Democratic House Speaker Mark Eves’ first legislative push involves a proposal designed to smooth the transition from welfare to work.
Eves’ “Ticket to Work” bill, which his office announced Thursday, is aimed at making sure recipients of Temporary Assistance for Needy Families benefits receive training that prepares them for jobs during the five years they’re allowed benefits under the welfare program. Under the bill, the state Department of Health and Human Services would assess the skills of TANF recipients and identify the training they need to qualify for work.The most recent data available from DHHS show the state had 9,200 TANF cases covering 15,300 children in December 2012.
That a Democratic speaker’s first legislative push is a bill aimed at helping along the transition from welfare to work is a sign the leaders of the Democrats’ new legislative majorities are searching for some areas of common ground with Republicans. While Democrats recaptured majorities in both the House and Senate in November’s elections, they don’t have the two-thirds margins they would need to override vetoes from Republican Gov. Paul LePage.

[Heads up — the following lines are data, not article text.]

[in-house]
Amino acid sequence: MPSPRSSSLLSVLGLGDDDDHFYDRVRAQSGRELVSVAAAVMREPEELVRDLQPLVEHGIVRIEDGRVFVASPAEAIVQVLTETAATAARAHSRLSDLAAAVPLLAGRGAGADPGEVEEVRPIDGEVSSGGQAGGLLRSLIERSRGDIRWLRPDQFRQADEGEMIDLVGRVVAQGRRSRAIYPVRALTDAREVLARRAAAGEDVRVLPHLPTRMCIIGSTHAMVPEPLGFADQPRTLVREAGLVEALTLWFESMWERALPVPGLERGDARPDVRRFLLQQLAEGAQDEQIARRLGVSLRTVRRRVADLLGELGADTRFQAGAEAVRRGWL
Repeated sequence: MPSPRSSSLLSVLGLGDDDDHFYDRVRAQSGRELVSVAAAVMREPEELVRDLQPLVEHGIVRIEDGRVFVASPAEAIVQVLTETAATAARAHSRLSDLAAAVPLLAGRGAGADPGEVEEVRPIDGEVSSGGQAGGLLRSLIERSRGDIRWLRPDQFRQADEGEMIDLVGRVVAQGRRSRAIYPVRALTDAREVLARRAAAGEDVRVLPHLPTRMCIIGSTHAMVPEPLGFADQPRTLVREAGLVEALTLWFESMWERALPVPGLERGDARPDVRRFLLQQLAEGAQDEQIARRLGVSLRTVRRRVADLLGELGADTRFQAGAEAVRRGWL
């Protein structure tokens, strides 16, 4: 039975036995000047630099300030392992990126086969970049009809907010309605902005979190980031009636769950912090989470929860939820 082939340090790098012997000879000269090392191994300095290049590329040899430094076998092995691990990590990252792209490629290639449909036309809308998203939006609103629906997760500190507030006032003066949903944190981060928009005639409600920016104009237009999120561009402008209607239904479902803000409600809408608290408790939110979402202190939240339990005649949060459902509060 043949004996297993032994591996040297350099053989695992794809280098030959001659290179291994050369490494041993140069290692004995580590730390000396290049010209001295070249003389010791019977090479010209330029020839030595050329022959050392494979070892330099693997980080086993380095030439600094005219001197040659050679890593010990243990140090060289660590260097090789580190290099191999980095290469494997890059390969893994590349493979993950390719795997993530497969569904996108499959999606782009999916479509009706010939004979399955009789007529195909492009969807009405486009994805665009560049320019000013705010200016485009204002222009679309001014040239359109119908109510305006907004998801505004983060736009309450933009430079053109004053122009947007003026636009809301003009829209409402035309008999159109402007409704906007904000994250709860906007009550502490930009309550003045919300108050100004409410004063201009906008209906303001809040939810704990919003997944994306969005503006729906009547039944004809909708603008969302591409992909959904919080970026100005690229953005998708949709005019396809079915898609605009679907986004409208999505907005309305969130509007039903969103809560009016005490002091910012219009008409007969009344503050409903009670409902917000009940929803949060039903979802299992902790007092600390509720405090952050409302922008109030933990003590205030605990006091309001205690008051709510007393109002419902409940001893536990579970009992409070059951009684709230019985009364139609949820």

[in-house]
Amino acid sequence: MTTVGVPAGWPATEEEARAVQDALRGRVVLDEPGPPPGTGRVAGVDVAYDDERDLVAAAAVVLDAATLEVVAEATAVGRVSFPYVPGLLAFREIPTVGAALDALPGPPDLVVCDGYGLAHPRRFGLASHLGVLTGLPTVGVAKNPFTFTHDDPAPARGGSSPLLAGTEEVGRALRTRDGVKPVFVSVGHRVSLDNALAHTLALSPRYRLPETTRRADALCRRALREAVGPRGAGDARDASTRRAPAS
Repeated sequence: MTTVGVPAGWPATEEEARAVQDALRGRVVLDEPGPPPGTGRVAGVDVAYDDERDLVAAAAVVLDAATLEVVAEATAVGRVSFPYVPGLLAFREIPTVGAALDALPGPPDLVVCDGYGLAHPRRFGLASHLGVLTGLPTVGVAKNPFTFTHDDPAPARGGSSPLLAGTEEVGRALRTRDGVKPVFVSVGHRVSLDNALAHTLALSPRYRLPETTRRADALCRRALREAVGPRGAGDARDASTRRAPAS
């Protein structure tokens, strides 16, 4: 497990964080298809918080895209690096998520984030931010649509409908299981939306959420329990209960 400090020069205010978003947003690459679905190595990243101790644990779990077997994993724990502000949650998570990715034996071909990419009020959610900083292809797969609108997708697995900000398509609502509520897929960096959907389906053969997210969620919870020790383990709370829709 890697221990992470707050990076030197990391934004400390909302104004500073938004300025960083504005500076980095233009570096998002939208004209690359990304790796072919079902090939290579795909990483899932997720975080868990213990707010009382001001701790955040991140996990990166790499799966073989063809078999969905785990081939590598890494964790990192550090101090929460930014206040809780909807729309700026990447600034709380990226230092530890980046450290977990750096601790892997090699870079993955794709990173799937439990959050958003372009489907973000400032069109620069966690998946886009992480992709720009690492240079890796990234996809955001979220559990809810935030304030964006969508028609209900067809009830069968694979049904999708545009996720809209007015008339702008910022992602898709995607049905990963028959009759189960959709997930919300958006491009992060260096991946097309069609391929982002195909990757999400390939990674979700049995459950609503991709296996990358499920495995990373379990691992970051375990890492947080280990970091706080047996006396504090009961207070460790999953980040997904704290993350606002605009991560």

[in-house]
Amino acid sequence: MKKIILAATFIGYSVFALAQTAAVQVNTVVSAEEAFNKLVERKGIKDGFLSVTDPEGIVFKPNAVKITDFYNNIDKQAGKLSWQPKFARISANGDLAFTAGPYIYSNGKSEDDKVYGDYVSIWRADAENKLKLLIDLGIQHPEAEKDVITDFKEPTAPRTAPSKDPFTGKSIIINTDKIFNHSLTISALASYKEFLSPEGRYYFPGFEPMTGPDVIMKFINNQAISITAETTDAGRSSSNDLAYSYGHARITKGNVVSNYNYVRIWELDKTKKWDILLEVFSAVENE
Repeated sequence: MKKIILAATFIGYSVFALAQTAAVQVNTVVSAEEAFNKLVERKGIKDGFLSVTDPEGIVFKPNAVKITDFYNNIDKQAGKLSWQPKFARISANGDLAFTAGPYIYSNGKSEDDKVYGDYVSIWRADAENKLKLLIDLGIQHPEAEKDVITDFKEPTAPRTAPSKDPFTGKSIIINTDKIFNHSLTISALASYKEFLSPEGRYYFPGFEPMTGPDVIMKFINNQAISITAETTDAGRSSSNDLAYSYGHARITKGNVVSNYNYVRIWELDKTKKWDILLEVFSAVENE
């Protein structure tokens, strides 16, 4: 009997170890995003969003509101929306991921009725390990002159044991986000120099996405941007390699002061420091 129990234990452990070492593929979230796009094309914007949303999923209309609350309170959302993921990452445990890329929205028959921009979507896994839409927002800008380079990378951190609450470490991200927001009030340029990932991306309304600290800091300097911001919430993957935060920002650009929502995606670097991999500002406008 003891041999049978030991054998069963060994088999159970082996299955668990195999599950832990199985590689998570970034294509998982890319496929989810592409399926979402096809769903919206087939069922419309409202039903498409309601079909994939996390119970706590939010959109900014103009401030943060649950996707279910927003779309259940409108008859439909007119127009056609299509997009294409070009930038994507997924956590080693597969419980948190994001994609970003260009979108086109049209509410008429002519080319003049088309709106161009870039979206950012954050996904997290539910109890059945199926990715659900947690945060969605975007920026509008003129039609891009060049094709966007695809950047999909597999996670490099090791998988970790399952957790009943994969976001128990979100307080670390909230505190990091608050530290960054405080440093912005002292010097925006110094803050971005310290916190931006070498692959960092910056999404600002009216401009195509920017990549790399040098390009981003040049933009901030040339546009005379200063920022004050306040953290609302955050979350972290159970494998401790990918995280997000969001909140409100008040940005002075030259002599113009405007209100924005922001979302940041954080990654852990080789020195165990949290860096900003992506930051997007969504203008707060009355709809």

The state’s welfare programs have been a popular target for LePage during his two years in office. LePage’s first budget, passed in 2011, imposed a five-year lifetime limit on TANF recipients, a move that has led to a decrease in TANF recipients. The budget also allowed the state to cut off TANF benefits to convicted drug felons who failed a series of drug tests, though the state never implemented that portion of the budget.
Already this year, LePage’s administration has proposed additional welfare limits, including a measure prohibiting convicted drug felons from receiving TANF benefits and another that would bar food stamp recipients from using their benefits to buy soft drinks and taxable snack foods.
“We need our anti-poverty programs to work better,” Eves said in a statement. “We must provide the tools to help people pull their families out of poverty rather than simply slashing programs and shifting costs.”